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Now we've got unit trusts under our belt it's time to take a look at investment trusts and how they work, in the second part of our guide to investment funds.
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Hello and welcome to The Lolly Investor Programme.
This week I’m continuing my look at the main types of investment funds available to private investors with a little help from the Tower of London!
Have I got Jubillee-itis on the brain? Not necessarily. You see this time I'm looking at investment trusts. As these are often described as the ‘hidden jewel’ of the investment world, I thought why not refer to the place where the Crown Jewels are kept?
The most highly prized jewel inside this ancient fortress is the fabulous Koh-i-Nur or Mountain of Light diamond which is the centre piece of the crown of Queen Elizabeth the Queen Mother.
Many investors would like to have that priceless gem sitting in their pension fund wouldn’t they!
But what are investment trusts?
Like unit trusts, which we looked at last time, investment trusts are a form of collective investment scheme, enabling investors to access a wider range of investments than they could do on their own. These investments are managed by a professional fund manager who, by spreading investors’ money around, reduces the risk of any one of the investments failing.
Last time I referred to unit trusts by their other name of ‘open-ended investment companies’ or Oeics. As well as being a mouthful that name was a bit misleading because although they’re open-ended, which means they can expand and contract in response to investor demand, their similarities to a company are actually pretty limited.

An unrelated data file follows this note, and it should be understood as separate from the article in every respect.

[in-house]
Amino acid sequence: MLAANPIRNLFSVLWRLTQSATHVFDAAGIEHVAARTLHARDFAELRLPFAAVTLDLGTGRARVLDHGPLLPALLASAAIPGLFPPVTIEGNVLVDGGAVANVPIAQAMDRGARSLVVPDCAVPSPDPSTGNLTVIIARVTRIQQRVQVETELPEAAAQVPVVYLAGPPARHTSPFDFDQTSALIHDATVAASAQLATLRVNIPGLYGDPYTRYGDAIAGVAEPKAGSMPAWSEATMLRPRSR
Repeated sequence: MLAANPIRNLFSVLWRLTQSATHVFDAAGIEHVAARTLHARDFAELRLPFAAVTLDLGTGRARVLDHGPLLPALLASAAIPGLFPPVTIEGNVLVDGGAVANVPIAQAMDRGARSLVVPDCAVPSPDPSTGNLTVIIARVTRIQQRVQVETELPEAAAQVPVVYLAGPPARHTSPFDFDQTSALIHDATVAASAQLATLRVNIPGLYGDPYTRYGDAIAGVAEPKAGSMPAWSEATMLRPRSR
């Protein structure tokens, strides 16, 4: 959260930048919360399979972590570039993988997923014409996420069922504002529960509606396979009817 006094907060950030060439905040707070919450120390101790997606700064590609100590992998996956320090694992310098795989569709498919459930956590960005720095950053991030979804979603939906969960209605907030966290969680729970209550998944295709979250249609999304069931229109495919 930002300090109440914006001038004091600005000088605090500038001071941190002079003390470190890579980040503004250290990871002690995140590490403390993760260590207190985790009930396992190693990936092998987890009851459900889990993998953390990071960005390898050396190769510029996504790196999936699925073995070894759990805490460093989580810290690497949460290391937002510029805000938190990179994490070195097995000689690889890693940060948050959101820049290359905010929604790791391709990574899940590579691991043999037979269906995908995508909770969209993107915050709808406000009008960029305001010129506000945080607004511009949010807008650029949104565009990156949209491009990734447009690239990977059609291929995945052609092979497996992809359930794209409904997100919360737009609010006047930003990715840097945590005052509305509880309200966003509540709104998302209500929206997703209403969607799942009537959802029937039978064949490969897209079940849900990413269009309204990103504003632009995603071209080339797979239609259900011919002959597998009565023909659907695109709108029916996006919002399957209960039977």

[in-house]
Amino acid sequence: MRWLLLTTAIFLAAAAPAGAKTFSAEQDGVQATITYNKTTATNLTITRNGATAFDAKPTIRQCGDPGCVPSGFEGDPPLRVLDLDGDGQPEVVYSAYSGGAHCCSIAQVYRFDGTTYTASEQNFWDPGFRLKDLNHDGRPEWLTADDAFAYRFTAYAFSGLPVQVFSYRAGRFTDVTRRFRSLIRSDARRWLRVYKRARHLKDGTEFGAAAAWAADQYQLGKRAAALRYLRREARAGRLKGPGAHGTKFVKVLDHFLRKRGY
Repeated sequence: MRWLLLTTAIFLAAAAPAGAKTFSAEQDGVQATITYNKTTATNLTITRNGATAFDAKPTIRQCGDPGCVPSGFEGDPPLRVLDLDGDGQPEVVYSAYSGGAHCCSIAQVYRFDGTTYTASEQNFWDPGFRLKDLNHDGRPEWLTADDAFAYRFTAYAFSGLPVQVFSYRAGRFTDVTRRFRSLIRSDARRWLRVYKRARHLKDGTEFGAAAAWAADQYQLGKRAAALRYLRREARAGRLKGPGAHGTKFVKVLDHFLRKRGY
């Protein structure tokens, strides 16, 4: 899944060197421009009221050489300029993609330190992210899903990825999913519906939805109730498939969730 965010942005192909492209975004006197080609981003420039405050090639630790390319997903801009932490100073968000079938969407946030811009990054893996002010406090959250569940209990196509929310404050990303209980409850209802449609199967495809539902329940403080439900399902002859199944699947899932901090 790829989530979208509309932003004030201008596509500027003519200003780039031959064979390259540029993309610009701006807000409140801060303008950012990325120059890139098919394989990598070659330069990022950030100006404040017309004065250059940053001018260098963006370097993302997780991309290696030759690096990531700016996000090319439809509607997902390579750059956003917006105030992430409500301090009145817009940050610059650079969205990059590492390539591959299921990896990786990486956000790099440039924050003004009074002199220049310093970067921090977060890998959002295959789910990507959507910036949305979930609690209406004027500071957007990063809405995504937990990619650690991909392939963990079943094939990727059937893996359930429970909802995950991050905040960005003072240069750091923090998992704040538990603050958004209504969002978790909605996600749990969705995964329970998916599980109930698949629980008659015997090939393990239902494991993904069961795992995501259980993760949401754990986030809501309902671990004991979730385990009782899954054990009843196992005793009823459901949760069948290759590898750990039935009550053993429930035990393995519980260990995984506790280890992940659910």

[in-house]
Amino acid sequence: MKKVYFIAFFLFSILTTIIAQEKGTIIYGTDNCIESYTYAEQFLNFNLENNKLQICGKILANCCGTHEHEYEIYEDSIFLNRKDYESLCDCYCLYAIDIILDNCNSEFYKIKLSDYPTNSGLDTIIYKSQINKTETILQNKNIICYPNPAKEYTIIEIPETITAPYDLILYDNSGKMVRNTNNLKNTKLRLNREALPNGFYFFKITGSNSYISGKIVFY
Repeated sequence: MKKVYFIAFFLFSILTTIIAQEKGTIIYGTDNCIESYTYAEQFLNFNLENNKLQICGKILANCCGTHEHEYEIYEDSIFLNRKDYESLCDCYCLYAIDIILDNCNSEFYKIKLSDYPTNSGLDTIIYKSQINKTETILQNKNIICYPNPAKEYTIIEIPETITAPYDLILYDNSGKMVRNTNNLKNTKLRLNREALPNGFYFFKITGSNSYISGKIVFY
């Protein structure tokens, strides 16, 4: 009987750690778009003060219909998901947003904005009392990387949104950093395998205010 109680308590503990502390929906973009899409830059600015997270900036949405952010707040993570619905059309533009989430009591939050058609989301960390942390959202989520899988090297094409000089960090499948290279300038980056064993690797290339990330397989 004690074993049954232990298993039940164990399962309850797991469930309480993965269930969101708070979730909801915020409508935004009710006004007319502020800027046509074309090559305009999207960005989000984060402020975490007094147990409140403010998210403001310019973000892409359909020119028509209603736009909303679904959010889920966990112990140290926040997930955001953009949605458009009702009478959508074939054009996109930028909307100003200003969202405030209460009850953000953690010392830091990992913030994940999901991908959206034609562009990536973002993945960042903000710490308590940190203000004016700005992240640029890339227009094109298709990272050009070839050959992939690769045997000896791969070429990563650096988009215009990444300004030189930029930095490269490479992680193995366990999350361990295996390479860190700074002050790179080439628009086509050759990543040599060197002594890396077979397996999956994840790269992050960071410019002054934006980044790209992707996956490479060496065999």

Investment trusts, however, are the real thing when it comes to being an investment company.
The oldest investment trusts date back to the 19th century when they were formed to raise money for investing in the construction of the first US railroads.
So why are they the ‘hidden jewel’ if they’ve been around so long?
There is £94 billion held in investment trusts which sounds like a lot of money but is in fact a lot less than is in unit trusts, which also tend to be more expensive.
The reason for this relative lack of appeal goes to the heart of what makes investment trusts different.
In the jargon of the City, investment trusts are said to be ‘closed-ended’, which means they issue a limited number of shares when they launch.
Although they can issue new shares with shareholder approval, their potential to grow in size is more limited than unit trusts which will issue new units and shares to new investors until the cows come home.
This makes trusts a bit like the Tower, which was built with these fixed walls.
However, having its size and boundary set in stone like the Tower is both a strength and a weakness.
To understand why it’s a strength you have to know why buying and selling investment trust shares is fundamentally different from trading in unit trusts.
Let’s say that Beefeater is a stock broker or a financial adviser or an investment website, anyway some kind of middle man through whom I’m buying a fund.
If it’s a unit trust I’m after the Beefeater broker will go to the fund management company inside the walls and buy the units and bring them back to me.
The fund management company will set the price of the unit in relation to the value of the jewels, or assets, it holds in its tower.
This way if you add up all the units they will be worth the same as the jewels it’s bought with investors’ money.
With investment trusts it’s different.